Rev. C. Herbert Oliver, the civil rights activist, dead at 96

Rev. C. Herbert Oliver, the civil rights activist, dead at 96

The Rev. C. Herbert Oliver, a civil rights activist who documented police brutality against African Americans in Alabama in the early 1960s and later fought for public school reform in New York City, has died. He was 96.

Oliver died on Nov. 30 in New York City after struggling with several health problems. According to an online video of the service, his daughter, Patrice Oliver, said at his funeral in Brooklyn on Wednesday. Oliver’s relatives could not be reached Saturday.

Oliver was born in Birmingham, Alabama, on Feb. 28, 1925.

From 1960 to 1965, he was the executive secretary of the Inter-Citizens Committee in Birmingham. He worked with other clergy members to fight discriminatory policing led by Public Safety Commissioner T. Eugene “Bull” Connor, according to a profile of Oliver published in 2018 by his alma mater, Wheaton College, near Chicago.

The committee documented more than 100 cases of alleged brutality and civil rights violations by Birmingham police.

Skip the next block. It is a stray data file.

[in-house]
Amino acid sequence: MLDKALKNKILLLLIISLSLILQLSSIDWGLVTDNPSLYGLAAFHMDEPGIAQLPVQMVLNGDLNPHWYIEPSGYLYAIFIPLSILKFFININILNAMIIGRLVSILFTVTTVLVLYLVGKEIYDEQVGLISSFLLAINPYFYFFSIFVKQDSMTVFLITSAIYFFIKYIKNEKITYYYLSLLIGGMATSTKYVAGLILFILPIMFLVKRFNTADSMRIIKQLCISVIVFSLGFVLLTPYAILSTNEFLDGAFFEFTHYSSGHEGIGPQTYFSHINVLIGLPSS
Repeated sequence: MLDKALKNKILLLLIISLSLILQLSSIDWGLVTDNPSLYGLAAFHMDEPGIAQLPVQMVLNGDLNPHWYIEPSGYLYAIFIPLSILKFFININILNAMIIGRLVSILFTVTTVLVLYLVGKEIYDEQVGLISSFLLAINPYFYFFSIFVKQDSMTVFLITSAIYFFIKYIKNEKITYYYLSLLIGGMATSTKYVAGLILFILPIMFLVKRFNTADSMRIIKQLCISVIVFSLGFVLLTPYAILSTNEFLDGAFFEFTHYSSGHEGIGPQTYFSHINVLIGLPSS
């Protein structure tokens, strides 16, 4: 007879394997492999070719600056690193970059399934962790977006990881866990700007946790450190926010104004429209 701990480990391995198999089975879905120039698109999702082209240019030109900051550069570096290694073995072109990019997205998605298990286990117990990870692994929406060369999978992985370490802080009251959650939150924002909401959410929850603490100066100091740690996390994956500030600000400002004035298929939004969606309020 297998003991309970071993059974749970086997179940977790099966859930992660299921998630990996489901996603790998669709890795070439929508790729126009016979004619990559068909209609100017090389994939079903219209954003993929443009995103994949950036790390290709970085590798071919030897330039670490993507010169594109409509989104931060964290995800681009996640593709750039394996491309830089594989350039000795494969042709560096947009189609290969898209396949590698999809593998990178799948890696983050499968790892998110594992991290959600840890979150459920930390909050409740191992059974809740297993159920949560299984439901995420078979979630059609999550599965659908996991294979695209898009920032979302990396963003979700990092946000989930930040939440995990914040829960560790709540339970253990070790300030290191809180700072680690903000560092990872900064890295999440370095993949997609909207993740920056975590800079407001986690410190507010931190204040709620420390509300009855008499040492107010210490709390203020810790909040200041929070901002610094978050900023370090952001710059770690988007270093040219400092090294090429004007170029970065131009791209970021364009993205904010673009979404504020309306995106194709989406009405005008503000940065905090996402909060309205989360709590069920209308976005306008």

“I would keep my eyes on the newspapers, and the newspaper would carry stories about people who had been beaten and arrested by policemen,” Oliver told the Wheaton Magazine. “I would find the victim and ask them to tell us their story. Invariably, the stories the victims would tell us were different from the stories the newspaper would put out.”

By 1965, police brutality cases had dropped off, and Oliver moved to Brooklyn, where he was pastor of the Westminster Bethany Presbyterian Church from 1967 to 1992.

Oliver led a new local school board in Brooklyn in the predominantly Black area Ocean Hill-Brownsville from 1967 until it was disbanded in 1970 amid controversy. The board’s transfer of teachers, many of them white and Jewish, out of the school district led to a citywide, 36-day teachers’ strike in 1968, and eventually, the board’s disbanding, The New York Times reported.

“There was a lack of good education, and the teachers and principals were not from the community or invested in the students,” Oliver told the Wheaton Magazine. “We were trying to settle the unrest of the community-centered in schools.”